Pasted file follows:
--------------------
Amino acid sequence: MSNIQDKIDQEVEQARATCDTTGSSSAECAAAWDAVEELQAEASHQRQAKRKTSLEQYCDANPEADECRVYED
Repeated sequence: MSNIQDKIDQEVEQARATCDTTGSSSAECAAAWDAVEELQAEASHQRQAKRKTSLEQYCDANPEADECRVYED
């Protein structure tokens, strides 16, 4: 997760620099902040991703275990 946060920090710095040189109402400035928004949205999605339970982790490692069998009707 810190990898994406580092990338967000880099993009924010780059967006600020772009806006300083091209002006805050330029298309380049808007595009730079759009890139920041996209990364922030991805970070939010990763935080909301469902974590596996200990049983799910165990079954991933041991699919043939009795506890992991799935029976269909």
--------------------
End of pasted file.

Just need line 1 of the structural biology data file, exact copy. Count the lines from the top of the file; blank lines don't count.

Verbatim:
Amino acid sequence: MSNIQDKIDQEVEQARATCDTTGSSSAECAAAWDAVEELQAEASHQRQAKRKTSLEQYCDANPEADECRVYED